A divorce can be a trying time in many people’s lives. With all of the emotional turmoil that is common during a divorce it can be difficult to concentrate on all of the financial changes that are occurring as a result of your divorce. However, it is important to avoid neglecting your financial planning during this challenging time.

 

One aspect that is commonly forgotten about by divorcees is how a divorce will affect your capital gains tax liability. This can be significant especially when it comes to figuring out how to divide ownership in real estate.

 

Principal residence

 

If you sell your principal residence, you and your spouse can exclude the first $250,000 in capital gains from your tax liability. Your home will technically qualify as a “principal residence” if you have lived in the home at least two of the last five years prior to selling the property. This means your vacation home and investment property that you rent out will not qualify for the exclusion.

 

Selling your house together

 

In the case of selling your home along with your spouse while you are in the middle of the divorce, you will be allowed to exclude up to $500,000 in capital gains from your tax bill.

However, you will need to have lived in the home at least two of the last five years prior to making the sale.

 

Buyouts

 

Many times, a part of the divorce settlement will have one spouse buy out the other spouse’s ownership in a family home. In this case, you should not have to worry about capital gains tax. On the other hand, after you buy out your spouse and continue living in the home, you will be liable for capital gains tax when you decide to sell to a third-party. However, you will still be able to exclude the first $250,000 if you lived there for two years prior to selling.

 

Co-ownership

 

In some divorce settlements one spouse may remain a co-owner of the family home but will be required to move out, leaving the other spouse to live in the home. For tax purposes, this does present a risk that you may not be allowed the $250,000 exclusion. You should make sure to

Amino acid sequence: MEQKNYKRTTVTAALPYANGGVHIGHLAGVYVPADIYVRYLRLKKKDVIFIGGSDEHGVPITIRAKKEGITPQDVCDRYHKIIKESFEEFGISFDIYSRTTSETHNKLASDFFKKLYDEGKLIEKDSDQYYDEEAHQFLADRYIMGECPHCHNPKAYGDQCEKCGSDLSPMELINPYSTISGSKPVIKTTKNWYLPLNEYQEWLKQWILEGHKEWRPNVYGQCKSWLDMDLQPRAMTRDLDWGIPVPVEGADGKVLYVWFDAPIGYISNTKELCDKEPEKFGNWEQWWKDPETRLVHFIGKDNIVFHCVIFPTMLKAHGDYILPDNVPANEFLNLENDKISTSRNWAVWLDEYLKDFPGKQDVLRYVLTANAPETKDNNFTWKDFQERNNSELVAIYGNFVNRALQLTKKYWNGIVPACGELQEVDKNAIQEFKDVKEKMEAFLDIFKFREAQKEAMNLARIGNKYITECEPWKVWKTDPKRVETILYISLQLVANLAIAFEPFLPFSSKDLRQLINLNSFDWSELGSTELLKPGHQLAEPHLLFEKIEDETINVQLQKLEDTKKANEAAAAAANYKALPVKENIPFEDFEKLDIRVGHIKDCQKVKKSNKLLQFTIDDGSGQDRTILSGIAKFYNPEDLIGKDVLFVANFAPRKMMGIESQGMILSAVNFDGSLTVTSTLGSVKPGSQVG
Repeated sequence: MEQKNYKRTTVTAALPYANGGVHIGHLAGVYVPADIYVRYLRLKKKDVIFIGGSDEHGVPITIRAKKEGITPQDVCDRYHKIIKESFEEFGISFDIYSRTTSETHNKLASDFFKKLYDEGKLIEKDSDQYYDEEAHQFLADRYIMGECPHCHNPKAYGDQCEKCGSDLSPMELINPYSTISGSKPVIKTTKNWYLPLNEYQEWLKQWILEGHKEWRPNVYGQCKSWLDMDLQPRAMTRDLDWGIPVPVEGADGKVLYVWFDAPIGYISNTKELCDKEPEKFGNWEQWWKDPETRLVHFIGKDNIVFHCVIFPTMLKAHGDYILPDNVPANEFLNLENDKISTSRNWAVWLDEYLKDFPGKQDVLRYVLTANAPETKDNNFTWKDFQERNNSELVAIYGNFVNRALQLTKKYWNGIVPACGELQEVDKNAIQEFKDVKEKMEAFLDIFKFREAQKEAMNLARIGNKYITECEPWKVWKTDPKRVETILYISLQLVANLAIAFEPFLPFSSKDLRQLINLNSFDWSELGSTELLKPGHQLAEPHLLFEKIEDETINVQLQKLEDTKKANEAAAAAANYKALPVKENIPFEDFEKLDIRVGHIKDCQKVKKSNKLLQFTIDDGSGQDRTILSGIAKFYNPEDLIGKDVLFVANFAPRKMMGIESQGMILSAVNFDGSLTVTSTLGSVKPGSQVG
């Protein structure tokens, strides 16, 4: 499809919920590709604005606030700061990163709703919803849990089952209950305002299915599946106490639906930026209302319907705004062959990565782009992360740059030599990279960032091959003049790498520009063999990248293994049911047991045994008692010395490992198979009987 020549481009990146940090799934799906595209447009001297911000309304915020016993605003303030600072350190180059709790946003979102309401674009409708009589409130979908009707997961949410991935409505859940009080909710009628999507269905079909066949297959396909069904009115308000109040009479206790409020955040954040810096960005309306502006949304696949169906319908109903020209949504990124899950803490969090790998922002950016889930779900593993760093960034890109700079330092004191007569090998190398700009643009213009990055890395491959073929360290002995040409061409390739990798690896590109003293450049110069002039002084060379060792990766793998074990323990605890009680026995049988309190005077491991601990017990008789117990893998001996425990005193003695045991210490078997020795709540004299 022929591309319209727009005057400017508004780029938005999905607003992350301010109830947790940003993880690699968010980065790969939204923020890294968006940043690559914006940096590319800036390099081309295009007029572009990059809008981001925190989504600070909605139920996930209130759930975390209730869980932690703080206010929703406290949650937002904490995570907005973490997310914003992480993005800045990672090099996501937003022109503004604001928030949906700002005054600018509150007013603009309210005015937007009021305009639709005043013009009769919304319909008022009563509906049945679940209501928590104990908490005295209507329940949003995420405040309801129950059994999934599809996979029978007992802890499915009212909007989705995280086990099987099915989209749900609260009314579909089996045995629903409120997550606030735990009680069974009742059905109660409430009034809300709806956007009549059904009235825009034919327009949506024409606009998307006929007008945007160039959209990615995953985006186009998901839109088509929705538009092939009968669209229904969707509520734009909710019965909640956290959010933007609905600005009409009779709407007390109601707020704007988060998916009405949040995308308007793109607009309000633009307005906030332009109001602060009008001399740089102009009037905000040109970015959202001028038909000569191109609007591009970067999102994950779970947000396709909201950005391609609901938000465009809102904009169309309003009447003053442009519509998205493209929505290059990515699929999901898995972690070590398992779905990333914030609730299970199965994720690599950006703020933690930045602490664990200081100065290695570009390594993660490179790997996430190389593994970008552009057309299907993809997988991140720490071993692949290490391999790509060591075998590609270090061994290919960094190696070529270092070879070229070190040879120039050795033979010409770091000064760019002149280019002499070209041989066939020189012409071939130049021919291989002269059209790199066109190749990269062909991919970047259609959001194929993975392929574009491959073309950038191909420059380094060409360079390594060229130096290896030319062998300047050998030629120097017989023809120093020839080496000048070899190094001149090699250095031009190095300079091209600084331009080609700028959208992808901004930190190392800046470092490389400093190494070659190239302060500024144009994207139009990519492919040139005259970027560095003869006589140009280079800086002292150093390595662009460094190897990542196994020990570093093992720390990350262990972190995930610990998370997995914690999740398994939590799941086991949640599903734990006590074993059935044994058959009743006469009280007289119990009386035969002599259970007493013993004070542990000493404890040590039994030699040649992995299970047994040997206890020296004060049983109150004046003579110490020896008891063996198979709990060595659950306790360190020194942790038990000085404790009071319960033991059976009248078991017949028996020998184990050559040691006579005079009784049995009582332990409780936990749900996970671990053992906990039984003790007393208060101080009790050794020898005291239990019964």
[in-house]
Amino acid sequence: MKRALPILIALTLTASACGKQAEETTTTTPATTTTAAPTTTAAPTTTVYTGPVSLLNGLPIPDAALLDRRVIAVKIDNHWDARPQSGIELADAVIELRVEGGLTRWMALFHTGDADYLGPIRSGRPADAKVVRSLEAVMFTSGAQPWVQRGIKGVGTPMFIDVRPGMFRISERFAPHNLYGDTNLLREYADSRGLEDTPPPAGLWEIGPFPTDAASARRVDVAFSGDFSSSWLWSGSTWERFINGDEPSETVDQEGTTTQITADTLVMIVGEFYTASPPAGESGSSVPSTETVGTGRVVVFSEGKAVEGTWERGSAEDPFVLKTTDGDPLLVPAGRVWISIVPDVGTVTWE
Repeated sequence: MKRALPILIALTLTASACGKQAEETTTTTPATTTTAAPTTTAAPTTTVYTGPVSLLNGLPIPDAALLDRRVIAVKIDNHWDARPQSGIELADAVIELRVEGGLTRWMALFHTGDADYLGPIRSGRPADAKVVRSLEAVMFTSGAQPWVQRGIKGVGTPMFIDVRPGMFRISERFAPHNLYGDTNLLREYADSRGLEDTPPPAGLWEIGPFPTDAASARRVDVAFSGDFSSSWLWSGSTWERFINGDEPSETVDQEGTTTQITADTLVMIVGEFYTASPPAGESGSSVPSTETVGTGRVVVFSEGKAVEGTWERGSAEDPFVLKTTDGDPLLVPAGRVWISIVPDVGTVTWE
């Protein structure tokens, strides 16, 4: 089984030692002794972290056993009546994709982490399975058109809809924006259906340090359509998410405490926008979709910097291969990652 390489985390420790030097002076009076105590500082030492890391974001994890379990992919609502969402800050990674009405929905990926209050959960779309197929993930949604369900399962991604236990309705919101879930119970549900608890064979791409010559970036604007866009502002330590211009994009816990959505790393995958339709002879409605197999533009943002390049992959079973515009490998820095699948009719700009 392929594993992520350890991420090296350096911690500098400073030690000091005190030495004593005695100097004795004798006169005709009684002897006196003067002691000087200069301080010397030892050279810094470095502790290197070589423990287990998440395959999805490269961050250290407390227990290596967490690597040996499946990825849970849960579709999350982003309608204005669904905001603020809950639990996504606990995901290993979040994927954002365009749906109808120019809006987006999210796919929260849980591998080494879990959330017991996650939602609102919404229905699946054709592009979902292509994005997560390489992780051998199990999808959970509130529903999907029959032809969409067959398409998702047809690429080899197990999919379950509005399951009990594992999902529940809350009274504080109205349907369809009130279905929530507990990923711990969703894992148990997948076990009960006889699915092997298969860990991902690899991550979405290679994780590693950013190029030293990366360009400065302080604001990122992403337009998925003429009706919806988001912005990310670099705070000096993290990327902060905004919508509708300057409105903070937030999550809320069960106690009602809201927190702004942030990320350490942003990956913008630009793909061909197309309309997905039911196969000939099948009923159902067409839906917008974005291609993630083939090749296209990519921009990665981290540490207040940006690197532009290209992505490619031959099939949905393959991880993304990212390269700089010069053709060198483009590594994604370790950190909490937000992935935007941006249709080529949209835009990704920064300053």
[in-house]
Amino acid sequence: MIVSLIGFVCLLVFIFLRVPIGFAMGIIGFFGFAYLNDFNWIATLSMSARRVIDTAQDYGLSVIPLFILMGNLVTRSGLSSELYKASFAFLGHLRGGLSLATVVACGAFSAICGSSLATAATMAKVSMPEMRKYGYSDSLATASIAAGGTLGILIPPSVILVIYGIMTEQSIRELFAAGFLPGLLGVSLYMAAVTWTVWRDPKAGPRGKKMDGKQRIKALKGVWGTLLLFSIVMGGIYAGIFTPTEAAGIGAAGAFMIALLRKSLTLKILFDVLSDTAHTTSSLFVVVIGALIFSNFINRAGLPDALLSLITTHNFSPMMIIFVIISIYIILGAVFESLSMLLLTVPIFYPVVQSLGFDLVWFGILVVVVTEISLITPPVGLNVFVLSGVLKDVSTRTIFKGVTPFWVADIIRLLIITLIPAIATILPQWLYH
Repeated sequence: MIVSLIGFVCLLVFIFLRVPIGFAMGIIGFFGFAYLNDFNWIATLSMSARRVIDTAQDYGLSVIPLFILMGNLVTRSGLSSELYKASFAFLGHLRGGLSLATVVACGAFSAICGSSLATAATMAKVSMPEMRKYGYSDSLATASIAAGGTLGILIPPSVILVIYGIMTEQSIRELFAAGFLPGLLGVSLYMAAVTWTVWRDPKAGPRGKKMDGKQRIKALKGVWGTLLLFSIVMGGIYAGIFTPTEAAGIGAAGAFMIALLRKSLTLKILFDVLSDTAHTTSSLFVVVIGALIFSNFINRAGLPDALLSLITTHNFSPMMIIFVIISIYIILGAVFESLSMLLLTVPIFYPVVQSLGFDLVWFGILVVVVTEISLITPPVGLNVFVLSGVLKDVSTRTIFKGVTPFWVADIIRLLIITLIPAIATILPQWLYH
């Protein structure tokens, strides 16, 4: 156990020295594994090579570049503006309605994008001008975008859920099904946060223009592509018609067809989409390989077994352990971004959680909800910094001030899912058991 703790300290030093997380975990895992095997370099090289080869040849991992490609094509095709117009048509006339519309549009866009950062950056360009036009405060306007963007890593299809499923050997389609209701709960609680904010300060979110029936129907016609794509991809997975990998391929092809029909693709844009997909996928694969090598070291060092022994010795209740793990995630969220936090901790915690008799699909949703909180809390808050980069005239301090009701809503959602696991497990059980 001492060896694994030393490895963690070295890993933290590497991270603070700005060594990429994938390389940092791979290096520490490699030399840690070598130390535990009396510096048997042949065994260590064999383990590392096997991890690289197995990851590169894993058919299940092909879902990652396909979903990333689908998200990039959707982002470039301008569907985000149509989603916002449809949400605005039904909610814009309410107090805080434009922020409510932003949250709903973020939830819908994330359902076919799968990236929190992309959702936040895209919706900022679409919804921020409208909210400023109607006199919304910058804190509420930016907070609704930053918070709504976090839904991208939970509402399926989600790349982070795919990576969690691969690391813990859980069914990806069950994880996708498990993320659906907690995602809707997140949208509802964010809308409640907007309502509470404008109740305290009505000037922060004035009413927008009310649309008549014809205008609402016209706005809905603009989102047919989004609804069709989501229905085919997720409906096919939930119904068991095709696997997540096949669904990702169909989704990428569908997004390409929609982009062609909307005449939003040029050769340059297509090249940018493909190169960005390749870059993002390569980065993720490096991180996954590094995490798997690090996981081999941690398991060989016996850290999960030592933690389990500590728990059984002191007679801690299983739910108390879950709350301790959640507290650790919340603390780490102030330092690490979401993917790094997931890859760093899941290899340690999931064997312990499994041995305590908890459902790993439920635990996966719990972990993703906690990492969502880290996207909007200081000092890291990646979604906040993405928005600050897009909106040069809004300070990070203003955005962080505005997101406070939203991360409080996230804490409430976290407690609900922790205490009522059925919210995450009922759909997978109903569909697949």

have the agreement documented in writing. As long as it is clear that the arrangement stems from a divorce settlement or court order, the exclusion should still be available to you.

 

Complete tax planning

 

Of course, capital gains tax on a home is just one type of tax liability that you will need to incorporate into your post-divorce personal financial plan. It is a good idea to think strategically about taxes and do what you can to minimize your tax liabilities. Taxes are also important when planning for retirement and creating an estate plan. Consulting with a financial professional, like ours at Rademacher Financial, Inc, who understand and are up to date with the latest in tax laws and rules can help you to develop an effective tax planning strategy. Please give us a call to discuss how we can best serve you as you contemplate these questions!

 

The information contained in this blog does not purport to be a complete description of the securities, markets, or developments referred to in this material. The information has been obtained from sources considered to be reliable, but we do not guarantee that the foregoing material is accurate or complete. Any opinions are those of Rademacher Financial, Inc. and not necessarily those of Raymond James. Expressions of opinion are as of this date and are subject to change without notice.

 

While we are familiar with the tax provisions of the issues presented herein, as Financial Advisors of RJFS, we are not qualified to render advice on tax or legal matters. You should discuss tax or legal matters with the appropriate professional.